Lack of sleep said to be health time bomb, the “next sugar”

If worry, anxiety, excessive social activity, family responsibilities and/or a demanding work schedule, or any other variable consistently keeps you from sleeping, the price you pay may be steep, according to a report in The Telegraph. “Long-term acting against the clock,” says Professor Russell Foster of Oxford University, “can lead to serious health problems,” including type -2 diabetes, heart disease, obesity and cancer.

At first glance, it may be difficult to attribute a potential for serious illnesses to simply not having enough sleep. Keep in mind that each individual has a different sleep requirement, and it doesn’t necessarily fit into the well known adage about getting eight hours. But if your body requires seven hours each night to regenerate, and you’re only getting five, the repercussions can be swift. Studies have indicated that the loss of sufficient sleep for just one night “quadruples your chances of getting a cold.” Dr. Neil Gold, a sleep consultant, says the lack of shut eye “suppresses immunity.” And that’s not all. Other effects include poorer concentration, a slower reaction time, an increase of appetite and even less compassion.

Dr. Sara Gottfried, who admits to being an “under sleeper,” says that the lack of restful sleep “is the next sugar – it’s a health time bomb.” Technology has a large role to play in our society’s sleep deprived state. Artificial lights, LEDs, fluorescent light bulbs, blue lights from computer screens, television screens and other night light devices from “modern living,” says Dr. Gottfried,”have stolen our sleep.”

The sleep cycle is known as the circadian rhythm, and it plays an amazing role in maintaining our health. This process “regulates cell regeneration, brainwave activity, hormone production and the regulation of glucose and insulin levels.” Before society became too modern, people went to bed at sunset and woke up at sunrise. Dr. Gottfried believes that to maintain optimum health, we should return to sleeping like our ancestors did. When sleep is sufficient, says Dr. Gottfried, the brain has the chance to “flush out built up toxins with cerebral spinal fluid.”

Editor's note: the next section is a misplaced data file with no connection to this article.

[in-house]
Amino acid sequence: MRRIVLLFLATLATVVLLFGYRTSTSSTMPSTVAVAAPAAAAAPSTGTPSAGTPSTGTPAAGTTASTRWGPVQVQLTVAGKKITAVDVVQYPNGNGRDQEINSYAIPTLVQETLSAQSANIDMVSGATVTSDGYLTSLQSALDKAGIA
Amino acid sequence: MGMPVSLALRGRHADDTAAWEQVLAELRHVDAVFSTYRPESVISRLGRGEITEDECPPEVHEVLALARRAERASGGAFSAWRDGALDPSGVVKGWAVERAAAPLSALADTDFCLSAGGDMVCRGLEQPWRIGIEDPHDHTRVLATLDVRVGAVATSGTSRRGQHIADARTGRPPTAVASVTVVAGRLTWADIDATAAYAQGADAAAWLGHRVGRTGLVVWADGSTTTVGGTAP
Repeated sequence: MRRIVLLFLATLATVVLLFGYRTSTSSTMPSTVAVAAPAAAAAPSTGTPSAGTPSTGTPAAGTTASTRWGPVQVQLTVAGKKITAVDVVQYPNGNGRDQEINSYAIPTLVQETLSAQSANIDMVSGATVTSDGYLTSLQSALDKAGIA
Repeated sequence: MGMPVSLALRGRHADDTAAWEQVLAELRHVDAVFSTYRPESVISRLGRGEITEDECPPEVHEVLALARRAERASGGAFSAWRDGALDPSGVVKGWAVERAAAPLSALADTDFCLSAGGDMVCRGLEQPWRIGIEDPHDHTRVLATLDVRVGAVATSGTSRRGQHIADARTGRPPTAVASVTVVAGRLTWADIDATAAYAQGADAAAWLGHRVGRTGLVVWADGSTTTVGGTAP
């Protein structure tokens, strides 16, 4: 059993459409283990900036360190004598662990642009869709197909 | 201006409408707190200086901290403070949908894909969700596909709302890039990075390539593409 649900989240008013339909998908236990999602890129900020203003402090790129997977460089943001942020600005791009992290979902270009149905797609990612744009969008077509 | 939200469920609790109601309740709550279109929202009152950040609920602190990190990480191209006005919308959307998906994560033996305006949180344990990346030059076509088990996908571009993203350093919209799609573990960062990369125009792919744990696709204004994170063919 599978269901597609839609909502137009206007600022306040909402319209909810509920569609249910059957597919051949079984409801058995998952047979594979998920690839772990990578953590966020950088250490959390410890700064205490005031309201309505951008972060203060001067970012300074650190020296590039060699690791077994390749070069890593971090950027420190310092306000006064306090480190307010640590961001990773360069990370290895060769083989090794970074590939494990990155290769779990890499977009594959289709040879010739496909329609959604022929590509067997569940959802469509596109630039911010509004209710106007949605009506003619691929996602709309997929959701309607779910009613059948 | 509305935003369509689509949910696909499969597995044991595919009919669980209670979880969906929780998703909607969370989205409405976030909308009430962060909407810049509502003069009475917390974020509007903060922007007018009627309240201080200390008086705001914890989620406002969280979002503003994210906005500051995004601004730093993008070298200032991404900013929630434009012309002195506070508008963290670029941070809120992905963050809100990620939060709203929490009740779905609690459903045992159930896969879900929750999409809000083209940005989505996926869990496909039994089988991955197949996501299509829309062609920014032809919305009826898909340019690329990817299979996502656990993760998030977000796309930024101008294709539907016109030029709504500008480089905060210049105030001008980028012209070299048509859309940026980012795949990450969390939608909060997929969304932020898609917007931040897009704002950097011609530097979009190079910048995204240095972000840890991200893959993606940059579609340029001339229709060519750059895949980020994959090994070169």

She’s not alone in sounding the alarm. Researchers from Harvard, Cambridge and Oxford universities, among other respected institutions, are studying the effects of sleep deprivation. Sleep consultant Dr. Neil Stanley says being deprived of sleep is akin to not having food and water:

“If we deprived ourselves of sleep, we wouldn’t live much longer that if we deprived ourselves of water and five times quicker than if we stopped eating.”

Lack of sleep may also lead to obesity, says Dr. Stanley. Ghrelin is a hormone that tells you you’re hungry. Leptin is a hormone that tells you you’re full. If you don’t get at least six hours of sleep the ghrelin will go up, while the leptin will go down and you can gain weight. “When you’re tired, you’ll feel hungry, but never full.”

Long term sleep loss is serious, as a study from Harvard Medical School aptly demonstrates. For five years, they studied individuals who slept less than five hours each night. These subjects had a “300 percent greater risk of hardened arteries.” Dr. Stanley believes that losing even one, or more, hours of sleep over a long term increases a long list of serious illnesses, including obesity, Alzheimer’s, diabetes, cancer, cognitive decline, heart disease and depression.

The long term effects of sleep deprivation are just beginning to be understood. Unfortunately, society at large, says Dr. Stanley, “views getting by on very little [sleep as] a badge of honor.”  But, Dr. Guy Meadows, Clinical Director of the Sleep School, says the opposite is true. He opines that “sleep is the most natural performance enhancer known to mankind. It’s time we started treating it as such.”

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